I have been invited to participate in LOOT 2010. Loot is Museum of Arts and Design (MAD) ’s biennial Juried exhibition and sale of one-of-a kind contemporary art jewelry, created by American and international artists. I am very excited about it.
I just received the "Save the Date" card from MAD. This exhibition will be held October 20, 2010 – October 26, 2010, at the Museum (2 Columbus Circle, New York City). The opening night is on October 20, 2010! I am planning to attend the opening night! If you are in NYC, please save the date and visit the exhibition!
About participating Artists (from the MAD Website)
Fifty eight artists, representing some fifteen different countries, have agreed to participate in LOOT. Over 2,000 pieces will be on view and for sale during the run of the exhibition. A special focus of LOOT 2010 will be the work of fifteen Dutch artists including Beppe Kessler, Iris Nieuwenburg, and Truike Verdegaal. Many participating Dutch artists will be in attendance.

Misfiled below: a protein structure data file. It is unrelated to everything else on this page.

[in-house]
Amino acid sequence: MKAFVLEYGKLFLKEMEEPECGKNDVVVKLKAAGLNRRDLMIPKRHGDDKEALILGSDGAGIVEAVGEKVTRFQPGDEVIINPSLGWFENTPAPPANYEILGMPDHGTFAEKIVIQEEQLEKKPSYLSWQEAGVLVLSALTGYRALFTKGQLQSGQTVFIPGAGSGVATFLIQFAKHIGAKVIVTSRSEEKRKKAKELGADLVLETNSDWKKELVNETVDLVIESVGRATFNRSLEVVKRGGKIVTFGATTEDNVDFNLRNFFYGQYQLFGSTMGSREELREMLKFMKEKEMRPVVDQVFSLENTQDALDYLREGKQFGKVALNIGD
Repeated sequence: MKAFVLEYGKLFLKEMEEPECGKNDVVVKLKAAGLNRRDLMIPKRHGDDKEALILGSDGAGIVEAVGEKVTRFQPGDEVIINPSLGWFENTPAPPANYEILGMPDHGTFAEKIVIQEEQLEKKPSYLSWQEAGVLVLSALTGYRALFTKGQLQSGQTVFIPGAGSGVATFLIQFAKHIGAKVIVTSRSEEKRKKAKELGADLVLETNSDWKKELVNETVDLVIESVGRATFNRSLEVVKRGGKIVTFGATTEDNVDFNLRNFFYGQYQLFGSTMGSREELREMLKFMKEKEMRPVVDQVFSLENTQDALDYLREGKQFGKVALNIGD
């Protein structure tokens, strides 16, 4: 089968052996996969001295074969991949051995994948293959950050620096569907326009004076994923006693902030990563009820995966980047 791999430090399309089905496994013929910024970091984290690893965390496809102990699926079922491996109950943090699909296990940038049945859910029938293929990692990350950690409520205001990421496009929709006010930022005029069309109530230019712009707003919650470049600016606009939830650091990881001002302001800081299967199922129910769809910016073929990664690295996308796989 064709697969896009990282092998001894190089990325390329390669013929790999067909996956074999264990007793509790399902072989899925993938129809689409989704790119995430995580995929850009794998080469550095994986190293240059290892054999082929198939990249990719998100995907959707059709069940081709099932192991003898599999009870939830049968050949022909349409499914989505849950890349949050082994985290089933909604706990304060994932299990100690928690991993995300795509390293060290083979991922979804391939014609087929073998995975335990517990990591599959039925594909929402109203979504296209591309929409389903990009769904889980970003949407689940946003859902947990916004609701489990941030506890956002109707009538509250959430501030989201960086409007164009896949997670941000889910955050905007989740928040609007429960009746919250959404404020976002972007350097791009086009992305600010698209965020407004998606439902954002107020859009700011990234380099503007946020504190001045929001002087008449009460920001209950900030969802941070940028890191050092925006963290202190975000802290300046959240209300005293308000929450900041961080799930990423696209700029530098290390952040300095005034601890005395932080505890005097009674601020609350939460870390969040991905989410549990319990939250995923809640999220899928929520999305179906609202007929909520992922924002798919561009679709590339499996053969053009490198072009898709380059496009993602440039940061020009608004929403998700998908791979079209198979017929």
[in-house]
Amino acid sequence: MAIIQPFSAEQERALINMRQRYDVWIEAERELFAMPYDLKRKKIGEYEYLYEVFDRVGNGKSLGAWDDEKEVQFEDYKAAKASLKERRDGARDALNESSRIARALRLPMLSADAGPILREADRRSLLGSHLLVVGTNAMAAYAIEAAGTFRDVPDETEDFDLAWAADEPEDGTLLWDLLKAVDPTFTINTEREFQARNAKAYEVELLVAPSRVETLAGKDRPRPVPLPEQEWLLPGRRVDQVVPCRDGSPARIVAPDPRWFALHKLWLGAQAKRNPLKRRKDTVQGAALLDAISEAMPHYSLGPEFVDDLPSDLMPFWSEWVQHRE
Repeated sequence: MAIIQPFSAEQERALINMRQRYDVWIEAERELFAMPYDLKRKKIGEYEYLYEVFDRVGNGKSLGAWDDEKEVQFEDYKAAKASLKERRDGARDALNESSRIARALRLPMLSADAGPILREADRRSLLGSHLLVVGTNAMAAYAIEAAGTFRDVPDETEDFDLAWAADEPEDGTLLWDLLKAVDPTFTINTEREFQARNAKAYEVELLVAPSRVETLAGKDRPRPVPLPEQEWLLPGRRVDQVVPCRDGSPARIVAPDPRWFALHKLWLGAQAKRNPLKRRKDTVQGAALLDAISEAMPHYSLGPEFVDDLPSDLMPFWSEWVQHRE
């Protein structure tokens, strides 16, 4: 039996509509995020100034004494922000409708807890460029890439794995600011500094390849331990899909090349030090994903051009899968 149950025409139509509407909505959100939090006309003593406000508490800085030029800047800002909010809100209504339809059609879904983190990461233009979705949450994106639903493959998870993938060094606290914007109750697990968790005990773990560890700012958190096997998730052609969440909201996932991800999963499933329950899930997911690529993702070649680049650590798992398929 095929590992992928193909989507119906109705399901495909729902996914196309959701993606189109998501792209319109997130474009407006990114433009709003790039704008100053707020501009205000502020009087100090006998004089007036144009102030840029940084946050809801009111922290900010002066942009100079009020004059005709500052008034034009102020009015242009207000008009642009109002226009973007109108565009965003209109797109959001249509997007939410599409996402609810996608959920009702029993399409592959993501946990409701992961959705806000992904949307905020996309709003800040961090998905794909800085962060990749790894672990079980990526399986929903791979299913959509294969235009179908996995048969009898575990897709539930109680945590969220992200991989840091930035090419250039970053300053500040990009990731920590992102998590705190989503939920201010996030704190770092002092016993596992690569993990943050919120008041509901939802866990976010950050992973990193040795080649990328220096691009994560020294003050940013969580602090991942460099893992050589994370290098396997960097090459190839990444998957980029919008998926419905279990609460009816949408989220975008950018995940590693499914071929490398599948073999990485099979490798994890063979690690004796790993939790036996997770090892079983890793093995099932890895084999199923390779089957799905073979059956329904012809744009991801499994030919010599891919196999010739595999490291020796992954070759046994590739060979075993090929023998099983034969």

Representing a diverse group of established and emerging artists, Dutch jewelers present new forms of jewelry that are independent of traditional concepts of jewelry. While maintaining the country's deserved reputation for outstanding mastery of technique and materials, the artists continue to experiment in creative and spirited designs using innovative materials. Neckpieces, brooches, bracelets, earrings and rings will intrigue and dazzle collectors through imaginative designs that at once acknowledge the past but express the best in contemporary conceptual and technical concerns.
Artists from across the US, Europe, and Asia will display and sell their unique pieces during LOOT including Anastasia Azure, Gail Bird and Yazzie Johnson, Pat Flynn, John Iversen, Jocelyn Kolb, Yong Joo Kim, Verma Nequatewa, Joyce Scott, Jennifer Trask, Giorgio Vigna, and Kiwon Wang. Pieces range in price from $300 to $30,000 with an average price of $2,500-$3,000. Traditional materials such as platinum, gold, silver and diamonds and gem stones will be used, as well as experimental ones such as rubber, glass, steel, plastics, lucite, and semi-precious stones, often within a single design.